It will be understood that various changes and modifications may be made in the structure within the contemplation of my invention and under the scope of the following claims.
1. A glass and metal construction panel comprising a metal frame element of structural shape capable of sustaining a load, a sheet glass element, said glass element and said metal frame element being joined by fusion of a portion of said glass element directly to a portion of said frame Aelement to form a hermetic seal therebetween, the said joined portions of glass and metal having predetermined thermal coefficients of substantially equal value.
2. A glass and metal construction assembly comprising a load carrying frame of structural steel, a-metal alloy of predetermined thermal coeicient carried by said frame and secured thereto, a sheet glass element having a predetermined thermal coeillcient substantially equal to the thermal coellcient of said metal alloy to form a panel therewith, the said sheet glass element being joined directly to said metal alloy bya fusion of said glass thereon to produce a hermetic seal of said panel elements.
3. A glass and metal construction panel comprising shaped structural metal channel ele'- ments defining sides of an'enclosed panel chamber containing a confined space capable of being lled or evacuated, a pair of sheet glass elements defining opposed sides of said chamber, the said sheet glass elements being fused directly to said structural metal channel elements to form hermetic seals therewith, the glass and metal elements at their points of fusion having predetermined thermal coelcients of substantially equal i' value.
4. A glass and metall construction assembly comprising a load carrying metal structure, a metal alloy of predetermined thermal coefficient carried by said structure and secured thereto, seid structure and said metal alloy having different thermal coefllcients, a sheet glass element having a predetermined thermal coeiilcient substantially equal to the thermal coeicient of said metal alloy to form a panel therewith, the said
|Citing Patent||Filing date||Publication date||Applicant||Title|
|US2603317 *||Jul 9, 1946||Jul 15, 1952||Building structure|
|US2612243 *||Oct 8, 1949||Sep 30, 1952||Campbell Joseph B||Partition construction|
|US2641341 *||Mar 27, 1945||Jun 9, 1953||Saint Gobain||Glazing|
|US2739057 *||Oct 24, 1952||Mar 20, 1956||Crucible Steel Co America||Alloy steel of high expansion coefficient|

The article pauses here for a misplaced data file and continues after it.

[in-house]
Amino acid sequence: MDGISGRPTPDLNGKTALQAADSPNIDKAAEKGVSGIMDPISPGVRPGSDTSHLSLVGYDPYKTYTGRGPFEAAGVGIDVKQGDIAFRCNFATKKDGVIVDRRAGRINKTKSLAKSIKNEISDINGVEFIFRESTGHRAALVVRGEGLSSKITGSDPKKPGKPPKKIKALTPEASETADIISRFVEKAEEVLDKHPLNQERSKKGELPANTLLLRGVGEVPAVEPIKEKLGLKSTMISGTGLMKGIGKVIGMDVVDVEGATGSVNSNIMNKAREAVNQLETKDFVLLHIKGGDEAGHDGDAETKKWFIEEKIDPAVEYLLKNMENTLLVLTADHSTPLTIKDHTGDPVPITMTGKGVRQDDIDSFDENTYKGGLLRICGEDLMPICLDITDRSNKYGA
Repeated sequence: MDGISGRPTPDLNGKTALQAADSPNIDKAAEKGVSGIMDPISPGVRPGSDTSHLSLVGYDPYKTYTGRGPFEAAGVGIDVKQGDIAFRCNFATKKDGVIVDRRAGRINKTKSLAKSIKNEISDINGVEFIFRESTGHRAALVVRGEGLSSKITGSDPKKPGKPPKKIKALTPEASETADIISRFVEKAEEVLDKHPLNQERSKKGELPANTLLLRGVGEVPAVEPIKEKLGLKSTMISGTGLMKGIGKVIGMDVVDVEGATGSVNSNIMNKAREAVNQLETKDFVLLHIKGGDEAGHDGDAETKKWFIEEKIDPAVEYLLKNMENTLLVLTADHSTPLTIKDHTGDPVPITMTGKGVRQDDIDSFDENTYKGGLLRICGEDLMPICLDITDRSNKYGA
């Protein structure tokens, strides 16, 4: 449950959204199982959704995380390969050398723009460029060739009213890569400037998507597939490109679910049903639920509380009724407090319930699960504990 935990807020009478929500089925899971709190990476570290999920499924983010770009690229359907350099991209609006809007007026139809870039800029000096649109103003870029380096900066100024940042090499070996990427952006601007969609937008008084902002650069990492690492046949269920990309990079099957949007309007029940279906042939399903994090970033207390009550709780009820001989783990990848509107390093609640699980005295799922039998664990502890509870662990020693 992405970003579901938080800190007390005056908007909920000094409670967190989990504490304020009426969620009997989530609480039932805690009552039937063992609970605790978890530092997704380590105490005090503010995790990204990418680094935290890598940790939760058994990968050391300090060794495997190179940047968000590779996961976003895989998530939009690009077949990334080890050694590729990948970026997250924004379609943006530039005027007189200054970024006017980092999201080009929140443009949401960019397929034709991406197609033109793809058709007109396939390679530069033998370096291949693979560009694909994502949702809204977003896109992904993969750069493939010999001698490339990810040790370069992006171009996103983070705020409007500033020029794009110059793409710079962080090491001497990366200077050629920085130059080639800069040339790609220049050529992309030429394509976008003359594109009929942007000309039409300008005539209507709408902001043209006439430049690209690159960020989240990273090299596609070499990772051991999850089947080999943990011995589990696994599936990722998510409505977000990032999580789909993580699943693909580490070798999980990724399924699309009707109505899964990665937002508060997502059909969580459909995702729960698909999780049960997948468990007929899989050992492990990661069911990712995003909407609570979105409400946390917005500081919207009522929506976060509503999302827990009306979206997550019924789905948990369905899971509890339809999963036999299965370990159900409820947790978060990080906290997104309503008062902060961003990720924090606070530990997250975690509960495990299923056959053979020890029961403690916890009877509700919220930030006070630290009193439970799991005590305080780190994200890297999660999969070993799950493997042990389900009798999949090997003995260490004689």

|US3082489 *||Dec 16, 1959||Mar 26, 1963||David D Douglas||Building panels for and coupling joints therebetween in prefabricated buildings|
|US3110370 *||Jun 4, 1959||Nov 12, 1963||August W Wulf||Curtain wall material|
|US3114863 *||Jul 1, 1959||Dec 17, 1963||Corning Glass Works||Opaque glass and semiconductive device made therefrom|
|US3932175 *||Mar 9, 1971||Jan 13, 1976||E. I. Du Pont De Nemours And Company||Chromium, molybdenum ferritic stainless steels|
|US5029518 *||Oct 16, 1989||Jul 9, 1991||Clean Air Technology, Inc.||Modular clean room structure|
|US7517712||Nov 8, 2005||Apr 14, 2009||Electronics Packaging Solutions, Inc.||Wafer-level hermetic micro-device packages|
|US7832177 *||Nov 16, 2010||Electronics Packaging Solutions, Inc.||Insulated glazing units|
|US7989040||Aug 2, 2011||Electronics Packaging Solutions, Inc.||Insulating glass unit having multi-height internal standoffs and visible decoration|
|US8283023||Aug 7, 2009||Oct 9, 2012||Eversealed Windows, Inc.||Asymmetrical flexible edge seal for vacuum insulating glass|
|US8329267||Dec 11, 2012||Eversealed Windows, Inc.||Flexible edge seal for vacuum insulating glazing units|
|US8512830||Jan 15, 2010||Aug 20, 2013||Eversealed Windows, Inc.||Filament-strung stand-off elements for maintaining pane separation in vacuum insulating glazing units|
|US8857698 *||Nov 17, 2010||Oct 14, 2014||Agc Glass Europe||Method for manufacturing insulating glazing|
|US8950162||Jun 2, 2011||Feb 10, 2015||Eversealed Windows, Inc.||Multi-pane glass unit having seal with adhesive and hermetic coating layer|
|US9328512||May 4, 2012||May 3, 2016||Eversealed Windows, Inc.||Method and apparatus for an insulating glazing unit and compliant seal for an insulating glazing unit|
|US20040188124 *||Jan 27, 2004||Sep 30, 2004||Stark David H.||Hermetic window assemblies and frames|
|US20060157274 *||Nov 8, 2005||Jul 20, 2006||Stark David H||Wafer-level hermetic micro-device packages|
|US20060187608 *||May 4, 2006||Aug 24, 2006||Stark David H||Insulated glazing units|
|US20060191215 *||May 4, 2006||Aug 31, 2006||Stark David H||Insulated glazing units and methods|
|US20100034996 *||Aug 7, 2009||Feb 11, 2010||Lawrence Mott||Asymmetrical flexible edge seal for vacuum insulating glass|
|US20100175347 *||Jul 15, 2010||Bettger Kenneth J||Filament-strung stand-off elements for maintaining pane separation in vacuum insulating glazing units|
|US20100178439 *||Jul 15, 2010||Eversealed Windows, Inc.||Flexible edge seal for vacuum insulating glazing units|
|US20110232635 *||Mar 29, 2010||Sep 29, 2011||Intevep, S.A.||Concentrated solar radiation assembly|
|US20120222373 *||Nov 17, 2010||Sep 6, 2012||Agc Glass Europe||Method for manufacturing insulating glazing|
|WO2006121954A2 *||May 5, 2006||Nov 16, 2006||Stark David H||Insulated glazing units and methods|
|U.S. Classification||420/34, 52/464, 52/800.1, 52/779, 65/58, 52/285.1, 52/788.1, 52/308, 52/459, 501/66|